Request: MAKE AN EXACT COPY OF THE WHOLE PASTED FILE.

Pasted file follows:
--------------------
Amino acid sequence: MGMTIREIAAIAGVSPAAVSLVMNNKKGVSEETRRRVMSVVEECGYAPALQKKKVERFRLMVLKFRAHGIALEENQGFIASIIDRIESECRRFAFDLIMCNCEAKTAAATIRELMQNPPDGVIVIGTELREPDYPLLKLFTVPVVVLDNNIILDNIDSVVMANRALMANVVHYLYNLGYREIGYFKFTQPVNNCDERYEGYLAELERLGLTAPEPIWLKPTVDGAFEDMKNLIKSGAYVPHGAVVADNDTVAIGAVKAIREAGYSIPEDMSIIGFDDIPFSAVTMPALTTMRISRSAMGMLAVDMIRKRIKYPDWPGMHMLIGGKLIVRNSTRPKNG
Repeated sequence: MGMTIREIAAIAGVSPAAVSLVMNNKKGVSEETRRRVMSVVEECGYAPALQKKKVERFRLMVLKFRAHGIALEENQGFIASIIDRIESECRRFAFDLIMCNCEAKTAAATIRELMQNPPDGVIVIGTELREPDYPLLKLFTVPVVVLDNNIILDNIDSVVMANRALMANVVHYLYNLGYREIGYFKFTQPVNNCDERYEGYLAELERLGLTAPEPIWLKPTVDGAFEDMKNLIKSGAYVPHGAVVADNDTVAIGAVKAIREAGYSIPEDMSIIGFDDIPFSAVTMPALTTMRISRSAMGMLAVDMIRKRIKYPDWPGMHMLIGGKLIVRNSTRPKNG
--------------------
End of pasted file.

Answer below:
Amino acid sequence: MGMTIREIAAIAGVSPAAVSLVMNNKKGVSEETRRRVMSVVEECGYAPALQKKKVERFRLMVLKFRAHGIALEENQGFIASIIDRIESECRRFAFDLIMCNCEAKTAAATIRELMQNPPDGVIVIGTELREPDYPLLKLFTVPVVVLDNNIILDNIDSVVMANRALMANVVHYLYNLGYREIGYFKFTQPVNNCDERYEGYLAELERLGLTAPEPIWLKPTVDGAFEDMKNLIKSGAYVPHGAVVADNDTVAIGAVKAIREAGYSIPEDMSIIGFDDIPFSAVTMPALTTMRISRSAMGMLAVDMIRKRIKYPDWPGMHMLIGGKLIVRNSTRPKNG
Repeated sequence: MGMTIREIAAIAGVSPAAVSLVMNNKKGVSEETRRRVMSVVEECGYAPALQKKKVERFRLMVLKFRAHGIALEENQGFIASIIDRIESECRRFAFDLIMCNCEAKTAAATIRELMQNPPDGVIVIGTELREPDYPLLKLFTVPVVVLDNNIILDNIDSVVMANRALMANVVHYLYNLGYREIGYFKFTQPVNNCDERYEGYLAELERLGLTAPEPIWLKPTVDGAFEDMKNLIKSGAYVPHGAVVADNDTVAIGAVKAIREAGYSIPEDMSIIGFDDIPFSAVTMPALTTMRISRSAMGMLAVDMIRKRIKYPDWPGMHMLIGGKLIVRNSTRPKNG